NaNoWriMo Memoir #4-Swamp part 2

There were a half-dozen of us sitting in the corner of UCLA‘s Northern Lights café. Shrouded in the smell of chips and muffins, we chattered excitedly about odd topics like Victorian travel, vampires, aliens, and soap operas, all in one conversation. This off-kilter chatter was punctuated by timed bouts of silence as we all stared at our laptop screens or notebook pages, focusing intently on our ‘word wars.’ Short sprints of furious writing, as we each try to write the most words by the end of the fifteen-minute battle.

The third time this happened, the event host called out, “Time!” only for me to look up in despair and cry out, “I just murdered a 9-year-old!”

There were a few odd looks from a nearby table as we all called out our word counts, and I got some consolation in knowing that I was not the only one who killed a character in that bout – the writer next to me killed off a teenager in her novel. Apparently that death was much slower than my adorable child getting a bullet to the head.

Writing is a very solitary art, but NaNoWriMo is far from being a solitary challenge. There is a certain amount of camaraderie as you are collectively kidnapped by your imagination with thousands of other writers across the globe – camaraderie or Stockholm syndrome.

While, in terms of productivity, meeting with other writers may seem counterintuitive, coming together and writing in such small, but focused challenges makes one more accountable for any procrastination we may attempt, as opposed to sitting in our homes and staring blankly at our screens.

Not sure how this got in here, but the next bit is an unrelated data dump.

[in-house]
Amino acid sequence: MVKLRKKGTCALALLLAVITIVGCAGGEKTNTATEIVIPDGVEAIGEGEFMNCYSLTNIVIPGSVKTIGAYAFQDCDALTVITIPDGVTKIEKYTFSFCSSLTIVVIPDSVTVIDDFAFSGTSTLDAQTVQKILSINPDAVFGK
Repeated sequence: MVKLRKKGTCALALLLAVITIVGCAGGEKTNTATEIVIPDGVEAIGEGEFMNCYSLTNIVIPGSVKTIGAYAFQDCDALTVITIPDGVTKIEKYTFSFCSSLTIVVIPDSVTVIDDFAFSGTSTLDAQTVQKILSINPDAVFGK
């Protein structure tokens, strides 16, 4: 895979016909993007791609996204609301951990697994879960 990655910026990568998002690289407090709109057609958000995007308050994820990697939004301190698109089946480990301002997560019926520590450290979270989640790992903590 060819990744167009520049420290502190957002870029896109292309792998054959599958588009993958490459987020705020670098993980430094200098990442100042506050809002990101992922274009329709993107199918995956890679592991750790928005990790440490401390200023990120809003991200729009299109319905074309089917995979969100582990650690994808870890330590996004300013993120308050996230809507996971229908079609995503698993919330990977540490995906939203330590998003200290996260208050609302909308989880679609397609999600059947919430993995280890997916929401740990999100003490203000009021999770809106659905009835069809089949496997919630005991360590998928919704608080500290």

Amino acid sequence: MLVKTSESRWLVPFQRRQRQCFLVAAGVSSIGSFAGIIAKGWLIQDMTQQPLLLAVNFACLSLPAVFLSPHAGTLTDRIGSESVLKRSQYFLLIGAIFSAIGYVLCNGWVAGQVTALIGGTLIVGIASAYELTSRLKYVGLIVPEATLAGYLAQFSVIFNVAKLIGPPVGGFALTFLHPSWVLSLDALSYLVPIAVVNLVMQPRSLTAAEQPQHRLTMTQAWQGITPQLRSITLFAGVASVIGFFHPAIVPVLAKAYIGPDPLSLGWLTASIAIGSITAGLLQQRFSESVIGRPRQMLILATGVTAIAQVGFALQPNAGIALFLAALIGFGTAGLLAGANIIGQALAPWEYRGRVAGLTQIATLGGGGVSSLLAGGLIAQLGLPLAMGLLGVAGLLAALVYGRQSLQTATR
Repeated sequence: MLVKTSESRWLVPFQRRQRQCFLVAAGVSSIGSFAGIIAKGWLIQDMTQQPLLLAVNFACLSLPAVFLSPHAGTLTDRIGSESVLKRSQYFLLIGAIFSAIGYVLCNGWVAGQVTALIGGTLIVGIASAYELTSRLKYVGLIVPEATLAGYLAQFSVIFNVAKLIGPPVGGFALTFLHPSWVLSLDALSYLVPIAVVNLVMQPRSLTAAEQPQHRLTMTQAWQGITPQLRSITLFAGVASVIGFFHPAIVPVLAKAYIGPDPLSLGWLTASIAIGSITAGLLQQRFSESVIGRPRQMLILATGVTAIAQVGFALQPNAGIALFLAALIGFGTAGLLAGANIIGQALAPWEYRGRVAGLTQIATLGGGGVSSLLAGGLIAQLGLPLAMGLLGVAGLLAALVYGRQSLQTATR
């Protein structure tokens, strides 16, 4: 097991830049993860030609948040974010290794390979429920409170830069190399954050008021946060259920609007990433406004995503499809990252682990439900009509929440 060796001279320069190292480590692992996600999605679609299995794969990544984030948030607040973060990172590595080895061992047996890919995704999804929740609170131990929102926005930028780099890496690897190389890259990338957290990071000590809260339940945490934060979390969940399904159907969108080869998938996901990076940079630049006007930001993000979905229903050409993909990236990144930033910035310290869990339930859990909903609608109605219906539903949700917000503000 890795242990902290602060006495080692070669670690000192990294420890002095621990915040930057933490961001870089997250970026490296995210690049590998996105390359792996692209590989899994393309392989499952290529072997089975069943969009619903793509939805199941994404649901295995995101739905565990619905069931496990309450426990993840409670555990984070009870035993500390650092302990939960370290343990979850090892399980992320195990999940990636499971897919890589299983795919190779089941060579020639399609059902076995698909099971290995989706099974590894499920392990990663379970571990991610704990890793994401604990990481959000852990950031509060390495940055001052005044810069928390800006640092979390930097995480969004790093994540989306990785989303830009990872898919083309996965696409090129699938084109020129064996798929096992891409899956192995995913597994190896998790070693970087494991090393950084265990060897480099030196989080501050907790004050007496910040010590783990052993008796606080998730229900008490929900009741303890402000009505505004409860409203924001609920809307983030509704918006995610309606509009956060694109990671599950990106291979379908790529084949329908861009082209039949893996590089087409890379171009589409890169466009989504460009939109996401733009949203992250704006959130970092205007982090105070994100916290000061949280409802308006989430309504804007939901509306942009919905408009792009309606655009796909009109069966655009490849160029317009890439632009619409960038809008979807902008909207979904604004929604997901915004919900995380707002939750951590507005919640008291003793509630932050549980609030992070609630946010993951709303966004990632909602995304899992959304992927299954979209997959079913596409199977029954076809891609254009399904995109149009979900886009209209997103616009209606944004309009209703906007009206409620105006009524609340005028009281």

There are many such events in bookstores, restaurants, and cafes all across a big city like Los Angeles, making it fairly easy for misery to find company.

The majority of interaction is the Internet, which is based on our native craft of writing. The NaNoWriMo website has an extensive forum system with multiple sections for things like research and advice, each with hundreds of threads and thousands of posts.

Topics range from research, to advice on writing, to crying out for help for anything from dying plots, flat characters, or just falling behind on your word count.

The digital furor surrounding NaNoWriMo spills over into other writing websites, into proverbial watering holes, but blogging websites may be the most prominent of these outlets.

WordPress bloggers regularly post live considerations of their plots and characters, Twitter is crawling with writing tips and word counts, and LiveJournal communities are teeming with people looking to procrastinate on their novels, and at the same time desperate to just get some writing done.

For every ‘word war’ taking place at a physical event across the nation, there are nearly a dozen to match online. As friends and writers across the city and the world gather together, they desperately eke out enough words to make the 50,000 mark by the end of the month.

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